Combining Exercise and Alcohol: Damaging or Harmless?

It’s not the best idea to work out and then immediately go grab drinks with your friends. It can be hard on your body and make you more susceptible to heat-related illnesses, especially as the weather heats up. But do you really have to sacrifice one for the other? Find out if people who are trying to maintain a healthy body and lifestyle still enjoy a drink or two and remain fit.

Let’s first look at what alcohol can do to your body in regards to keeping fit-Alcohol can easily damage your muscles, causing soreness, cramps and strains, which can cause fatigue to set in next time you’re at the gym. This happens because when you drink liquor, your balance and coordination become muddled, which overworks them in your intoxicated state. This can be especially risky if you’re training for an upcoming marathon or race.

To add insult to injury, alcohol may also slow the repair of damaged muscles, making it even harder to get back to working out and training.

Alcohol can also be the source of prolonged weight gain in men and women. It has little to do with the empty calories alcohol has, but with how your liver processes alcohol. Your liver turns alcohol into acetate, and your body then uses the acetate as fuel instead of using the fat you already have stored up. This can lower your metabolism by as much as 75%, making the pounds add up. Surprisingly, alcohol can also make you lose weight if you’ve been drinking large amounts of alcohol over a long term. Alcohol does this by impairing your body’s ability to absorb nutrients.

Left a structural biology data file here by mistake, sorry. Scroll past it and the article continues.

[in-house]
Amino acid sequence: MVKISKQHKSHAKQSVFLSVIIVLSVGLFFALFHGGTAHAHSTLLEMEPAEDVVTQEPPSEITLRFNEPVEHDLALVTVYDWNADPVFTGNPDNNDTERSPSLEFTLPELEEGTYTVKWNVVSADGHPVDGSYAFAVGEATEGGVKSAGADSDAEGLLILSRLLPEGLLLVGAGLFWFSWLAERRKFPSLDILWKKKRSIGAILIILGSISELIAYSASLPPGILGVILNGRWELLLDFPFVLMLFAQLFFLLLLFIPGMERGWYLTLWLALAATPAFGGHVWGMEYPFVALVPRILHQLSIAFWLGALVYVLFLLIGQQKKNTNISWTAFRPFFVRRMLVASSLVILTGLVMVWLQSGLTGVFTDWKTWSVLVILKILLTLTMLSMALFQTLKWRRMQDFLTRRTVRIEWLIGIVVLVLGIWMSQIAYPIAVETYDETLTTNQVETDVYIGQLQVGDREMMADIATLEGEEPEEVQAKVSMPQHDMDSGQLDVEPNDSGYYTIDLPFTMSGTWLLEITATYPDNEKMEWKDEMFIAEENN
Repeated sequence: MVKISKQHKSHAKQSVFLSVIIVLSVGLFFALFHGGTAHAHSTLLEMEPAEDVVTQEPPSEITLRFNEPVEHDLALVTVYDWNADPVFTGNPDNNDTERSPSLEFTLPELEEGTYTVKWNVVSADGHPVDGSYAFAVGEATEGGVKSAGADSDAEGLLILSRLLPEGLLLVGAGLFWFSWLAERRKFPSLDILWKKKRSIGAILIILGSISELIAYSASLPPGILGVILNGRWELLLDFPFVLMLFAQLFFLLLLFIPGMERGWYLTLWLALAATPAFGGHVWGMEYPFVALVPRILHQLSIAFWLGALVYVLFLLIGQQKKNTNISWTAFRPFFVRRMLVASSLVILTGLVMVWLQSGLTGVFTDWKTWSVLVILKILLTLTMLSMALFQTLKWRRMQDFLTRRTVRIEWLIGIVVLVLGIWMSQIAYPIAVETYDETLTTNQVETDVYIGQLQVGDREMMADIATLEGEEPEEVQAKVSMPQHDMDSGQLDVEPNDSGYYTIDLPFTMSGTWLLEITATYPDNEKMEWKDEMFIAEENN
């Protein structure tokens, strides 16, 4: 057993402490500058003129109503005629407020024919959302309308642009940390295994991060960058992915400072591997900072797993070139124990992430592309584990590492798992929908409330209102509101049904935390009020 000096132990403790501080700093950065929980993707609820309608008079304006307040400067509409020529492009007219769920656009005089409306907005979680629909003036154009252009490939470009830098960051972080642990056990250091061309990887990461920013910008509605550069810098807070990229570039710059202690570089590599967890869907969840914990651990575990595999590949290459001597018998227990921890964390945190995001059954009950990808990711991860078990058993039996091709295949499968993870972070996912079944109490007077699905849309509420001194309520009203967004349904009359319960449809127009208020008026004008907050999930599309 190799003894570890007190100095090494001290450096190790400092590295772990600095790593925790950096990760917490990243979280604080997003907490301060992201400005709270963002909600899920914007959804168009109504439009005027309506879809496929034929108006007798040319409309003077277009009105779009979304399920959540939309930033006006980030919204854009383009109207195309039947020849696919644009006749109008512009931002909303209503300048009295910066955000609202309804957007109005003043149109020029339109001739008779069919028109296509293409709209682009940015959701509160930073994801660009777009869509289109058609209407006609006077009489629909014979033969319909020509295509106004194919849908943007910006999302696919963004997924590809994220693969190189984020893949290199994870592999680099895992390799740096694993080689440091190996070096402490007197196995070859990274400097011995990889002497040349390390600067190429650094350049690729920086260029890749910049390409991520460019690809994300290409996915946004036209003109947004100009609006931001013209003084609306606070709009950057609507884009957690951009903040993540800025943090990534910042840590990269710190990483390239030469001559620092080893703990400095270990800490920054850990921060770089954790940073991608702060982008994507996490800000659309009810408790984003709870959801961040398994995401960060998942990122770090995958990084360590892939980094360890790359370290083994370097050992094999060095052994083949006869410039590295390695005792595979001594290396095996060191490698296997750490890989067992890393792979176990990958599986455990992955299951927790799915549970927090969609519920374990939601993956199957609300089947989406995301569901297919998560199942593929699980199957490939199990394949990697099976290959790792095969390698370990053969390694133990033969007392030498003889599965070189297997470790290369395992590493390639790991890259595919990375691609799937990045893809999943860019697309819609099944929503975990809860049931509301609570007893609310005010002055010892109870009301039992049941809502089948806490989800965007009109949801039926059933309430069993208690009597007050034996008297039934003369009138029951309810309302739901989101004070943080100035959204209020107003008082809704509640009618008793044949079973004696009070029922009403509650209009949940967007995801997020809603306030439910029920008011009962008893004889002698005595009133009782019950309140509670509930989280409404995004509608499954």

Alcohol also has dehydrating properties, which is one of the causes for a hangover, but also harms your performance in the gym. Being dehydrated as little as 2% can be enough to hurt your endurance.

Despite these factors, alcohol doesn’t need to be ruled out completely for those who are looking to maintain their health. Athletic or not, it’s best not to drink to excess. But lighter options, such as red wine, have been known to have many health benefits. It reduces the risk of heart disease, blot clots, and hypertension, to name a few. However, if you still want to live it up with alcohol while keeping your health routine going, there may be an option for you.

A recent study published in Alcoholism: Clinical & Experimental Research showed that regular cardio exercise can lessen the effects of brain damage caused by alcohol. White matter of the brain, which controls learning, cognition, and communication, was studied in people who regularly drink as well as exercise. Their white matter suffered less damage than drinkers who didn’t get any exercise.

So while it’s true that alcohol can cause considerable damage to the athletic person’s body, sometimes you just need a drink or two. Just remember to keep it under control and make smart choices in your drinking. For more information on issues regarding alcohol and its effects, contact The Wilder Firm’s today.